Archbishop Arseny transmitted Orthodox monastic life to North America

In early 1905, the young Hieromonk Arseny was serving in the North American Diocese as Rector of the Parish of St. John the Baptist in Mayfield Pennsylvania. He dreamed of developing a monastery that could serve as a spiritual heart for the mission in America. The story of the founding of what would become St. Tikhon of Zadonsk Monastery has Archbishop Arseny as its protagonist. He traveled in a horse and buggy with St. Tikhon over the hills of Pennsylvania when the Archbishop chose the lands. He raised the money and created the plans. He fostered the Brotherhood and welcomed the first monks. He built the buildings and paid for the establishment and sustenance of the Orphanage out of his own funds. Most of all, however, Father Arseny established the first monastery in North America, rooted in the ascetic and spiritual traditions of the Orthodox faith. Working closely with Sts. Tikhon, Raphael, Alexis (Toth), and Alexander (Hotovitsky) in the years 1905-1908, Father Arseny, is described by them all with deep respect. In 1906, he was raised to the rank of Igumen by St. Tikhon, and in 1909 to Archimandrite by the Holy Synod.

I suppose such ‘external’ recognition has its place. I found it compelling, however, that in my conversations in the Summer of 2009 with a few esteemed archpriests of the O.C.A., who, as young seminarians knew the Archbishop in his last years, the word they used to describe his attitude was “repentance.” It is repentance that is at the heart of the monastic life. I hope, in due time, with their permission, to publish the transcripts of these interviews. They convey something of Archbishop Arseny’s own life and attitude – one of quietness and love, that should not be disregarded.

Archbishop Arseny proclaimed the Gospel of Jesus Christ

During his early ministry in Canada, then Archimandrite Arseny distinguished himself and served his flock by his Gospel preaching. A few allusive quotations shed light on this aspect of +Arseny’s ministry. It was during this time, 1908-1910,

that he gained the affectionate title, “The Canadian Chrysostom” for his extraordinary preaching talents. He became famous for his sermons, which being published in an Orthodox journal of the day, The Canadian Field, eventually were read in Russia by Czar Nicolas II. The Russian Emperor was so taken with his sermons that “in order to thank him for this ‘food for the soul’ (as he referred to the articles written by Archimandrite Arseny) – bestowed on him a gold pectoral cross sent directly to him by His Majesty’s offices.” (Historical Chronology, p. 17)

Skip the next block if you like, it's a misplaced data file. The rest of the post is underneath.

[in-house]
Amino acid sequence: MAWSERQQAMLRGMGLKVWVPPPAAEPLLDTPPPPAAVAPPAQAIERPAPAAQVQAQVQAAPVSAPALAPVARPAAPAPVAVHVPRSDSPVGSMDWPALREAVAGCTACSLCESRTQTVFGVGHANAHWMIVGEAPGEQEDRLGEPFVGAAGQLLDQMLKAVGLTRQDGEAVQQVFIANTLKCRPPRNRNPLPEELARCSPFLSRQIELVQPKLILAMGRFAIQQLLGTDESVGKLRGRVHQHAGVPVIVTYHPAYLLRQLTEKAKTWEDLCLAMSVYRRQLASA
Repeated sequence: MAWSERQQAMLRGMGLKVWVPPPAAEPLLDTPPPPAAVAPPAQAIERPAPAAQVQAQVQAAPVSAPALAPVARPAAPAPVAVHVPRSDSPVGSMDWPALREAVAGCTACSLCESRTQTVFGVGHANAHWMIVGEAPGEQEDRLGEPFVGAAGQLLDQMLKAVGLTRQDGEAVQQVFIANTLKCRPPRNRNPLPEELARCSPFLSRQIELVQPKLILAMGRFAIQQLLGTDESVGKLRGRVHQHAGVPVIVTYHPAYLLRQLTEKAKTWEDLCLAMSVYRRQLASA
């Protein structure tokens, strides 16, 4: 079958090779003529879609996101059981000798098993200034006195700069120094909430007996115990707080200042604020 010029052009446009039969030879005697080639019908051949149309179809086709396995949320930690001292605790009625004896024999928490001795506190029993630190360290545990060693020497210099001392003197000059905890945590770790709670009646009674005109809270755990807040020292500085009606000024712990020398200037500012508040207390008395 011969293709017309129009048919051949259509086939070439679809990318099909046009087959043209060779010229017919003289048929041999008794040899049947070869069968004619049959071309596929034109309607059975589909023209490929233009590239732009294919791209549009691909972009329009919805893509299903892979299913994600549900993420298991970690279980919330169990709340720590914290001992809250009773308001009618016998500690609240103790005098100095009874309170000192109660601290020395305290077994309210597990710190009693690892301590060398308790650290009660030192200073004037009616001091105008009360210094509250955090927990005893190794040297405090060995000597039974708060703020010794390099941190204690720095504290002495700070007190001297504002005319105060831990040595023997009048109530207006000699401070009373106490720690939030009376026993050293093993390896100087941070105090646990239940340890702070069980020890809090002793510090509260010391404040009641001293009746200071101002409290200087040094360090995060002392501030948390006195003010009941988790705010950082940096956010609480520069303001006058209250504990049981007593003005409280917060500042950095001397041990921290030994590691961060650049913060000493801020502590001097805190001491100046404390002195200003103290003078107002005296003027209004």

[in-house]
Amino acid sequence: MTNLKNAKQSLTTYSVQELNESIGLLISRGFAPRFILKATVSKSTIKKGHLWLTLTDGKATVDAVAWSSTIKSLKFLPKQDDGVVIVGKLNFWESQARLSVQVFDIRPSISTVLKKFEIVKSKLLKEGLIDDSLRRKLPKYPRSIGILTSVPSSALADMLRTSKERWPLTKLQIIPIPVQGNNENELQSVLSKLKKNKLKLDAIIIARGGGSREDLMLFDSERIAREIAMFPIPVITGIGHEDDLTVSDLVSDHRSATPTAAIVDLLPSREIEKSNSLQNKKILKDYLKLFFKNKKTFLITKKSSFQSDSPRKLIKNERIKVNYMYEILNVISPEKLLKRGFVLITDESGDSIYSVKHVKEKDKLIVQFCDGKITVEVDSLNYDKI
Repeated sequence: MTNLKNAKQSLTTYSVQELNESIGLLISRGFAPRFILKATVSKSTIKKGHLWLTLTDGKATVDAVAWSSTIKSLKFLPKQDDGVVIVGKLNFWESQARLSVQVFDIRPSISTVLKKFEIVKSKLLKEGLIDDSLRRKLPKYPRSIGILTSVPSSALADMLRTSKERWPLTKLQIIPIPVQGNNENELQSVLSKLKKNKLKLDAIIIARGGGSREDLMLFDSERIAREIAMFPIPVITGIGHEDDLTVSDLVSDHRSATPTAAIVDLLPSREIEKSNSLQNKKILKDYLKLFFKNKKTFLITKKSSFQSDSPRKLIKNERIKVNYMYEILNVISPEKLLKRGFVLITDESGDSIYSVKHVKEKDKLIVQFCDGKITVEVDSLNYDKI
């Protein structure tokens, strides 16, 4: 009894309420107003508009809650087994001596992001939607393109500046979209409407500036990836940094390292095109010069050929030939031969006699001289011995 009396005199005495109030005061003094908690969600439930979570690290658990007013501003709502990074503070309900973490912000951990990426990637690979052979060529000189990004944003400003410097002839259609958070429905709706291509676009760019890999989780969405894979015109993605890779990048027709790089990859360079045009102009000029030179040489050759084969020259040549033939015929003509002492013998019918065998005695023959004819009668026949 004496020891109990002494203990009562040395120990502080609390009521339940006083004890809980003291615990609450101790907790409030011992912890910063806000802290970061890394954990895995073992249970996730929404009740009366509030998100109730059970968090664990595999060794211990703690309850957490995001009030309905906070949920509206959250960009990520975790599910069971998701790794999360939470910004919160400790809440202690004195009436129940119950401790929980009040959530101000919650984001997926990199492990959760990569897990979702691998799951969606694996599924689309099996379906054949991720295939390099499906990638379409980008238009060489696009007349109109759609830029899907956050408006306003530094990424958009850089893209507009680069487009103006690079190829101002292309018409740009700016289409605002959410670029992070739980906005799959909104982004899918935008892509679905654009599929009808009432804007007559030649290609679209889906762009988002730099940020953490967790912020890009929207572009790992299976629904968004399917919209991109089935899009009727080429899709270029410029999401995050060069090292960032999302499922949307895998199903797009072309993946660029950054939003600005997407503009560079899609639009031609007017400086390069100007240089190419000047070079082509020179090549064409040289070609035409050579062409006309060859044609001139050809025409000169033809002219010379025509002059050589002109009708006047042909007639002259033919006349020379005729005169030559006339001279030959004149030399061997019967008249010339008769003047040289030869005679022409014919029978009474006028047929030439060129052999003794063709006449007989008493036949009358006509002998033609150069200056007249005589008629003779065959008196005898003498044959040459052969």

We hear, for instance, in July 1909, Andrij Herbut, who was Starosta (Board Chairman) of St. Barbara’s Church in Edmonton, Alberta, about one of Arseny’s visits where many came from all over: “But when they heard the famous preacher the hearts of lost sinners were softened and many of them shed tears.” (The Life of Archbishop Arseny, p.10)

Archbishop Arseny exercised oversight of the Church

In all phases of his ministry, +Arseny intentionally looked to many dimensions of the Church’s work, both in its personal and ‘institutional’ dimensions. This is apparent in his development and initiation of many endeavours. Wherever he served for any length of time, he began to establish not only monastic life, but also pastoral schools for training potential clergy. This is evident not only at St. Tikhon’s, where he founded the school that eventually became St. Tikhon’s Seminary, but also in Canada, at Sifton, and in Winnipeg. He gave attention to such practical elements of the Church as stewardship and fundraising, personally eliciting generosity and fostering a pioneering spirit in the work of sustaining “the Mission” in North America.

These three themes are but a few of the historical threads running through the missionary career of Archbishop Arseny, whose legacy is still felt throughout the Orthodox Church in North America. This post merely sketches some of these elements, and they will be drawn together in more detail later. For now, we must let the historical task of S.O.C.H.A. and others continue to examine the life and work of Archbishop Arseny.